Danielle Minson — How You Help
Donor Spotlight: Amy Susskind-Weiskopf and David Weiskopf
By Reagan Kuhn, Project Manager, Create Your Jewish Legacy
Amy and David have two young children and very busy lives—but are still finding time to volunteer in the community and are finding a budget to give generously. We are grateful to them for all they do.
A Cincinnati Connection
David and Amy “met” at the Isaac M. Wise Temple. They were both in grad school, David was visiting his beloved grandfather, and Amy was back home for the High Holidays. David’s uncle called Amy’s mother, telling her his nephew had noticed her daughter at synagogue and asked if Amy would go on a date with David. Amy graciously declined, but they stayed in touch via email and met over the winter break.
About eight months into their relationship, David reluctantly told Amy that his uncle had completely embellished the story about him noticing her. By that time, Amy didn’t care.
They lived for more than 15 years in Washington, D.C. before deciding to move to Cincinnati in late 2012 as an “experiment”—and stayed.
Why They’re Involved: Bringing Meaning into Their Family
While in DC, their Jewish identity was not a big part of their life. When they had kids, they started getting the PJ Library books and mimicked some of the traditions from the books, at their daughter’s request. Amy’s parents helped foster their Jewish identity, and their journey started in earnest at that point.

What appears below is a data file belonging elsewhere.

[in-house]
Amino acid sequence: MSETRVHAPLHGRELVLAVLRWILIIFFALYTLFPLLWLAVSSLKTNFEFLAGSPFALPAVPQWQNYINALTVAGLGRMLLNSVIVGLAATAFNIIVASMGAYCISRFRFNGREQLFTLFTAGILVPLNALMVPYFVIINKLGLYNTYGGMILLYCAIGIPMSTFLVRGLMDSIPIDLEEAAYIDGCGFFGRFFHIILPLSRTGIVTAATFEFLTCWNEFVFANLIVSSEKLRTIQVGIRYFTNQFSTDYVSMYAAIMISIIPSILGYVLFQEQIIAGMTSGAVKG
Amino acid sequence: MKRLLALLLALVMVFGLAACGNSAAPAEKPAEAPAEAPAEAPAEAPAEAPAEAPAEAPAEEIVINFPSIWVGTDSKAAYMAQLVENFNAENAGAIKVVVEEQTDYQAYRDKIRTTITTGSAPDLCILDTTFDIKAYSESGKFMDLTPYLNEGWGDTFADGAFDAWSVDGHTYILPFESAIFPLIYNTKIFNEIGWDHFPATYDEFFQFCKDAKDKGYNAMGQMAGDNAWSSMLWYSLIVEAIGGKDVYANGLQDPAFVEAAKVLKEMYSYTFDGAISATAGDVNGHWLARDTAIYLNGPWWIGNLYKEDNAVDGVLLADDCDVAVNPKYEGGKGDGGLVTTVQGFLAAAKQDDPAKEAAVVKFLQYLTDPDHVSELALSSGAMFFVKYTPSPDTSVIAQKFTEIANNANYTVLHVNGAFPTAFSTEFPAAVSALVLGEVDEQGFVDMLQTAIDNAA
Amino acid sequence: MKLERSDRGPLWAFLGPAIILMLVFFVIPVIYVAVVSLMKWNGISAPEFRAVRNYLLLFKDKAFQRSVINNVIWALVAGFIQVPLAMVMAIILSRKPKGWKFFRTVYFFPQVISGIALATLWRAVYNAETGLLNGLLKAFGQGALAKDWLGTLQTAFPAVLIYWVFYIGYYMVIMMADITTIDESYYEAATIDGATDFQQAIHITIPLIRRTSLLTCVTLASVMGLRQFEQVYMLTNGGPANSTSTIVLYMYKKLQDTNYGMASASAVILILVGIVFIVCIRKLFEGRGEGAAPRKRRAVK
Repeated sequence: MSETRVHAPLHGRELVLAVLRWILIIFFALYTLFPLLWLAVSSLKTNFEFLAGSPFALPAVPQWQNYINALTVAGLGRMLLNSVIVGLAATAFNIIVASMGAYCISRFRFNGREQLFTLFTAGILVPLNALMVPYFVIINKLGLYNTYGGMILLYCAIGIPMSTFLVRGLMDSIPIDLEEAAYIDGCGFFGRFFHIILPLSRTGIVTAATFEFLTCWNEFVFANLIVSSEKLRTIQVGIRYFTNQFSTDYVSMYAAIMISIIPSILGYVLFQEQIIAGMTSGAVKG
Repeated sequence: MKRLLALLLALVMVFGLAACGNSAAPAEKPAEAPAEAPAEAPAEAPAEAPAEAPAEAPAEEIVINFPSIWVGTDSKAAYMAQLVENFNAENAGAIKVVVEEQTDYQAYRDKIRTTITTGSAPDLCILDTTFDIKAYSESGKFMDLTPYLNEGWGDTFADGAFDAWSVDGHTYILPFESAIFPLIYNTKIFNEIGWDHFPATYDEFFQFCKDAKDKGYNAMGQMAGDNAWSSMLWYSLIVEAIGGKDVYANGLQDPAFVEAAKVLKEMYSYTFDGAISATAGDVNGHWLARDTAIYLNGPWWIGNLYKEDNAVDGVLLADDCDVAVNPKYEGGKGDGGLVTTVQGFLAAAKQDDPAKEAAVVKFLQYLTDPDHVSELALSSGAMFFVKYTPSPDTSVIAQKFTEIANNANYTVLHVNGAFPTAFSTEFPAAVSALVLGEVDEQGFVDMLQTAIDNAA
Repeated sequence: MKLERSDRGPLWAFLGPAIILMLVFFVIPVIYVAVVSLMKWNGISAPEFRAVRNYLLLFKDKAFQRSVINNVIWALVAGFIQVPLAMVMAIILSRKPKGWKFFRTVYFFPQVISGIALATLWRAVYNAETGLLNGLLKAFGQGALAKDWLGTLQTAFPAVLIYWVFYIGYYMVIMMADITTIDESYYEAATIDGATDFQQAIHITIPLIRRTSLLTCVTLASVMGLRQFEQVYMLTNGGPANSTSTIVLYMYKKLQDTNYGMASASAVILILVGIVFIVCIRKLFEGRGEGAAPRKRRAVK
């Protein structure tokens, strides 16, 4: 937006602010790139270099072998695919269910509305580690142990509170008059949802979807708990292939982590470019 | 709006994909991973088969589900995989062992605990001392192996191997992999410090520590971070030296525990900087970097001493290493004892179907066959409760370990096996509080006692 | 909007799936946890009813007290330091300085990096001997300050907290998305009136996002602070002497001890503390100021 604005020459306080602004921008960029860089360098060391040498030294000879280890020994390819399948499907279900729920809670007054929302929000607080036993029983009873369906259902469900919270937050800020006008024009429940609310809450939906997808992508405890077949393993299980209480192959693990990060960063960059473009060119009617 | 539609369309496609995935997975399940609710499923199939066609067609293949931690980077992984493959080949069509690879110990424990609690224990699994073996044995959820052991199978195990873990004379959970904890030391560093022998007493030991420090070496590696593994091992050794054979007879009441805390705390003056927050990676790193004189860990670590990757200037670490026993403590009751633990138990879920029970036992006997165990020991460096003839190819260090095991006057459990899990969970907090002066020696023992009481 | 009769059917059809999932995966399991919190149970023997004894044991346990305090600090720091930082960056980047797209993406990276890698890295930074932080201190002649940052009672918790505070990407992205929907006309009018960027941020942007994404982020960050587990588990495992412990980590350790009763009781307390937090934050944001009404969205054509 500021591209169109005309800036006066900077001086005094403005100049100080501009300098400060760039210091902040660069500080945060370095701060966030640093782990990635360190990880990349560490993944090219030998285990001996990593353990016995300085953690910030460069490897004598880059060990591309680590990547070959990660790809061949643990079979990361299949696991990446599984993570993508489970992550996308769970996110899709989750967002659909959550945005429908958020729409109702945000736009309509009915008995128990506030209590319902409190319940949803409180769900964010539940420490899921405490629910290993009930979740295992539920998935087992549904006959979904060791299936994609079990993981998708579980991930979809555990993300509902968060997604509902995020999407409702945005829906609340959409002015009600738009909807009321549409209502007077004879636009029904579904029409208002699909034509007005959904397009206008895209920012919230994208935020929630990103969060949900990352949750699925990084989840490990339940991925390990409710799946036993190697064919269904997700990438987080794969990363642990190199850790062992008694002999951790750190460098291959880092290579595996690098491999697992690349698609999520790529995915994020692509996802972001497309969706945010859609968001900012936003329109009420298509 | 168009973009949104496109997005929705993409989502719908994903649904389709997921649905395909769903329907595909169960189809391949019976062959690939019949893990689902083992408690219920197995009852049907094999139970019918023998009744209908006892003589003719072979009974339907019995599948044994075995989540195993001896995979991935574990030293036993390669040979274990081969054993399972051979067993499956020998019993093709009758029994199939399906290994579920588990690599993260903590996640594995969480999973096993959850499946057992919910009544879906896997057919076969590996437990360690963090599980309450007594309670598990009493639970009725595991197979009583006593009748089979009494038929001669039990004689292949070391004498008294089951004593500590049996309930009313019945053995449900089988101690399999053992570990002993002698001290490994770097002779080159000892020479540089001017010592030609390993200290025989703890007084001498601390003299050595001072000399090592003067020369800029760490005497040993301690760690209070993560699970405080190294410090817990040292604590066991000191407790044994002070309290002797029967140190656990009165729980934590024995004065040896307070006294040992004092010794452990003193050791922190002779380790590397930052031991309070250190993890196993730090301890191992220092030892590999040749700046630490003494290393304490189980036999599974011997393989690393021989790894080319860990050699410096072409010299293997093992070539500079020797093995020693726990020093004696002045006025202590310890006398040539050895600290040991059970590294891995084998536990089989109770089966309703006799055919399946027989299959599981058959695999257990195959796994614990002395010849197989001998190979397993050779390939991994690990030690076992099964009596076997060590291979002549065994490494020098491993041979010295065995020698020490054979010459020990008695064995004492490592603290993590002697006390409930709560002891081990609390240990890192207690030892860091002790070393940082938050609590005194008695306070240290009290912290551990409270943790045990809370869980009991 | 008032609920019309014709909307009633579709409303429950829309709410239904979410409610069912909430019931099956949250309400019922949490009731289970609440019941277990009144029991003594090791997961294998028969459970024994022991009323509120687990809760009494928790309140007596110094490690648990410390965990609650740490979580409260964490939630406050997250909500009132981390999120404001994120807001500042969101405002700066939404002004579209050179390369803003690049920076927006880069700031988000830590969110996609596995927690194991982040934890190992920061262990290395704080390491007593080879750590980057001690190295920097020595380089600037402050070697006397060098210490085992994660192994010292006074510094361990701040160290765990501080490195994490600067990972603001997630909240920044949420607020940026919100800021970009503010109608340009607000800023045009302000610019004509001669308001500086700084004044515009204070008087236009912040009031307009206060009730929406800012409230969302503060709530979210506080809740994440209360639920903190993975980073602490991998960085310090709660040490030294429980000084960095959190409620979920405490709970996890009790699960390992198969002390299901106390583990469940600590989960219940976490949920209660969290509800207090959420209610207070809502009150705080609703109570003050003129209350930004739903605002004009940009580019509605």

In Cincinnati, they found a community that was welcoming, diverse, and dynamic. Participating in various aspects of Jewish life in Cincinnati was an opportunity for them to deepen their connections outside their everyday circle and bring meaning into their family life.
They went on the 2015 community trip to Israel, and the experience was transformative. David now cochairs the Israel and Overseas Committee. Amy, a veteran volunteer at the Federation, will chair the upcoming Community Campaign and is on the JCRC board. Amy said of their volunteer work, “We get more than we give.”
What They Support and How They Do It
An economist, David said simply, “I just believe it’s one’s duty to give back and do what you can to help others.” Amy added, “And truthfully, it feels good.”
Amy watched as her parents rejected some of the luxuries they could have afforded but chose to give a significant percentage of their income instead. That had an impact on her, and now, she and David are bringing that mentality into their home, even teaching their kids about the importance of giving. They gave each child a money bank with three compartments—one for spending, one for saving, and one for giving to others in need.
When asked about her legacy gift, Amy responded, “It’s an easy way to give in a bigger way. At this phase in our life, we can’t contribute all that we want to give right now. However, having a father who is an estate planning attorney, I know that it’s not difficult to make sure your family is protected while also making a future gift to the community.”
Advice for Others
Asked their advice for others, they thought for a second about what they would want future generations to take of their values, and agreed with each others’ spontaneous statements: “Always look out for the other. Protect those in need. Be kind and generous. Be part of the broader community.”
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